Tokyo has officially asked China to stop performing anal coronavirus swab tests on Japanese citizens, saying the test is causing them “great psychological pain”.
But Chinese health authorities are standing by the controversial testing regime.
Some authorities say “science-based” research shows anal swabs are more effective at detecting COVID-19 than nasal swabs.
The invasive procedure was introduced last month as part of strict new measures aimed at containing an expected surge in coronavirus cases around the time of Lunar New Year, when travel typically leaps.
An anal swab test involves inserting a cotton swab up to 5 centimetres into the rectum before gently rotating it several times, then removing it and placing into a sample container.
The entire process takes about 10 seconds.
Japanese chief cabinet secretary Katsunobu Kato said he was yet to hear back from Beijing officials after making a formal plea to stop the invasive testing method.
But Mr Kato said Japan would not let the issue slide, and will continue to pressure China to stop taking samples from the anus of Japanese citizens.
“Some Japanese reported to our embassy in China that they received anal swab tests, which caused a great psychological pain,” Mr Kato told a news conference.
He said the practice “has not been confirmed [to be effective] anywhere else in the world”.
The total number of Japanese citizens who have received the anal tests is unknown.
And they aren’t the only foreigners affected.
The procedure has also become a source of tension with the United States in recent weeks, after US diplomats told Washington they were forced to get the test.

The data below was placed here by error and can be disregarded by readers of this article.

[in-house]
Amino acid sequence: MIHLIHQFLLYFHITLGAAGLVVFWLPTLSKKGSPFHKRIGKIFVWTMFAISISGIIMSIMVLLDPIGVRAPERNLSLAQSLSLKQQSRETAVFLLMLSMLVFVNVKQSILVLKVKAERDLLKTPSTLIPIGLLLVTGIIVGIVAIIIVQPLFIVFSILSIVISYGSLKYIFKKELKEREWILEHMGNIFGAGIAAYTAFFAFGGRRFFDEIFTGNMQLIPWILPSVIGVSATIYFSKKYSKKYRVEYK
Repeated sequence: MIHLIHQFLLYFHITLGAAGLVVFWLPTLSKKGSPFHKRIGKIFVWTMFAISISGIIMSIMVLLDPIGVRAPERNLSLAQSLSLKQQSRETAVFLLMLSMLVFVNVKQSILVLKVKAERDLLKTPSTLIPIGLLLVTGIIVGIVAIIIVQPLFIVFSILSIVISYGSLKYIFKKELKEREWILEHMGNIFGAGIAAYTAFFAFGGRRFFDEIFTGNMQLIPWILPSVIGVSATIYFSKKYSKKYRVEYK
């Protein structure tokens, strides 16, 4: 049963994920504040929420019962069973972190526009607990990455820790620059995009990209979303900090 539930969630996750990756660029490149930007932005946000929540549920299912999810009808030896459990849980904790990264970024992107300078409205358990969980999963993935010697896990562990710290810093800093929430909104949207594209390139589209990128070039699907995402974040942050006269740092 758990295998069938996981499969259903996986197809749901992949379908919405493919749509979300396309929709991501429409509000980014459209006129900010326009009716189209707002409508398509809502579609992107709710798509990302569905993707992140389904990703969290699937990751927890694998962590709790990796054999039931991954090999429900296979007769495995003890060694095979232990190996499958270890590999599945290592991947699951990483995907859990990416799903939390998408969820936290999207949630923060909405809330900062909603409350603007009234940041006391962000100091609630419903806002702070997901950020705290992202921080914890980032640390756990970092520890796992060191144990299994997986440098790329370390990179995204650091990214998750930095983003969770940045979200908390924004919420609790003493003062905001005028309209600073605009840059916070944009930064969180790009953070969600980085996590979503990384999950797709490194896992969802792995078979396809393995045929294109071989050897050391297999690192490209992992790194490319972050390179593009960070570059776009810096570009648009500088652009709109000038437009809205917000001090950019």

China’s Foreign Ministry has firmly denied these allegations.
Thankfully, not everyone living in China has to get one.
Anal swab testing is reserved mainly for people living in areas with confirmed coronavirus cases, and those who have been quarantined, according to China’s state broadcaster CCTV.
Should we all be doing it?
Some health experts in China say the anal swab method is a more accurate way of testing for COVID-19 because traces of the virus linger longer in the anus than in the respiratory tract.
Li Tongzeng, a senior doctor from Beijing’s Youan hospital, told CCTV that an anal swab “can increase the detection rate of infected people”.
He said studies have found the virus can remain present in the stool of some infected people longer than it does in the upper respiratory tract.
Ramping up the use of anal swabs means less coronavirus cases would go undetected, he said.
Dr Li’s findings are backed by a paper published in September by researchers at the Chinese University of Hong Kong, who found that stool tests may be more effective than respiratory tests in identifying COVID-19 infections in children and infants because they carry a higher viral load in their stool than adults.
But that doesn’t mean Australians will be asked to follow suit.
Many health experts still believe nasal and throat swabs remain the most efficient coronavirus test.
That’s because COVID-19 is contracted via the upper respiratory tract and not the digestive system.